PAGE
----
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.CAIS NEWS©

ARCHAEOLOGICAL & CULTURAL NEWS OF THE IRANIAN WORLD

 

New Mining License Endangers Ancient Iranian Salt Mummies

 

07 February 2008

 

 

 

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  (Click to enlarge)

Edited by Shapour Suren-Pahlav

 

LONDON, (CAIS) -- A renewed permit issued by the Islamic Republic’s mining industry to the private company have sparked new rows between the regime's and Iranian's cultural authorities over the ancient Chehr-Abad salt mines. 

 

The regime's ministry has claimed that they are obliged to renew the permit, since all the conditions stipulated in the previous contracts have been met by the company. The new permit will allow the mining company to continue its operations for another ten years, beginning this week.

If the archaeological groups lose their fights in revoking the new license, mining will begin and will endangers one of the most invaluable archaeological sites in Iran -- and it is very likely these precious artefacts, dating back from the Achaemenid to Sasanian dynastic eras, will be severely damaged or ultimately destroyed.

These salt men are among rare mummies discovered around the world that are mummified as a result of natural conditions. Since the salt men have been buried in salt for centuries, most of their tissues are well preserved. Special conditions of the salt mine which prevented the activities of micro-organisms caused the excellent preservation of organic and inorganic materials in the mine.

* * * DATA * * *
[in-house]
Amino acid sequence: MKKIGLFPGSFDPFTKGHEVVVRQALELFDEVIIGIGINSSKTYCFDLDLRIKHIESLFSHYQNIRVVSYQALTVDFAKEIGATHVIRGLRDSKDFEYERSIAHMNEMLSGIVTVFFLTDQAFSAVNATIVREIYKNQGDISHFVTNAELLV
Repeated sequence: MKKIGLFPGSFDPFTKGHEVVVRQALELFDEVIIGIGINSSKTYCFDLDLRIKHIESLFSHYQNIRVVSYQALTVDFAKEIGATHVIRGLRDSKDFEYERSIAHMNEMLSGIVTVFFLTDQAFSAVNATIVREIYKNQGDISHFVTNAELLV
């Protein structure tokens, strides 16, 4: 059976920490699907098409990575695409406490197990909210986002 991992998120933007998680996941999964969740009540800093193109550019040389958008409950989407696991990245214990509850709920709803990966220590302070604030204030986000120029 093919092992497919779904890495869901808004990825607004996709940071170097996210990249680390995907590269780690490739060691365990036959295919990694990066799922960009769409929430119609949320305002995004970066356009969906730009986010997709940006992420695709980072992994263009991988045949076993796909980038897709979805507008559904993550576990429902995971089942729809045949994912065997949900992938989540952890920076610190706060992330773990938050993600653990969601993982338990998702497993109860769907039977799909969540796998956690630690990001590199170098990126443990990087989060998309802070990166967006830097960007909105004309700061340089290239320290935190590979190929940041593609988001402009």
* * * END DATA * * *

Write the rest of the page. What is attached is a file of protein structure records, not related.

The news of discovery of four salt men in Zanjān’s Chehr-Ābād salt mine was widely broadcasted around the world and attracted the attention of archaeologists and cultural heritage experts. The first salt man was accidentally discovered by the miners in 1993. 

 

More than a decade later in November 2004, the body of the second salt man was discovered in the same salt mine. The year 2005 was the year of salt men discoveries and bodies of the third, fourth, and fifth salt mummies were unearthed in January, March, and December 2005.

 

Tests carried out by Oxford University Radiocarbon Accelerator Unit (ORAU) on the remains and clothing of first and second salt men, C14 assigned date to the late Parthian dynasty (±1745 BP). The remains of other three salt men known by numbers 3, 4 and 5, which were also victims of collapsed tunnels C14  testing have placed them in ±245 BP.

 

 

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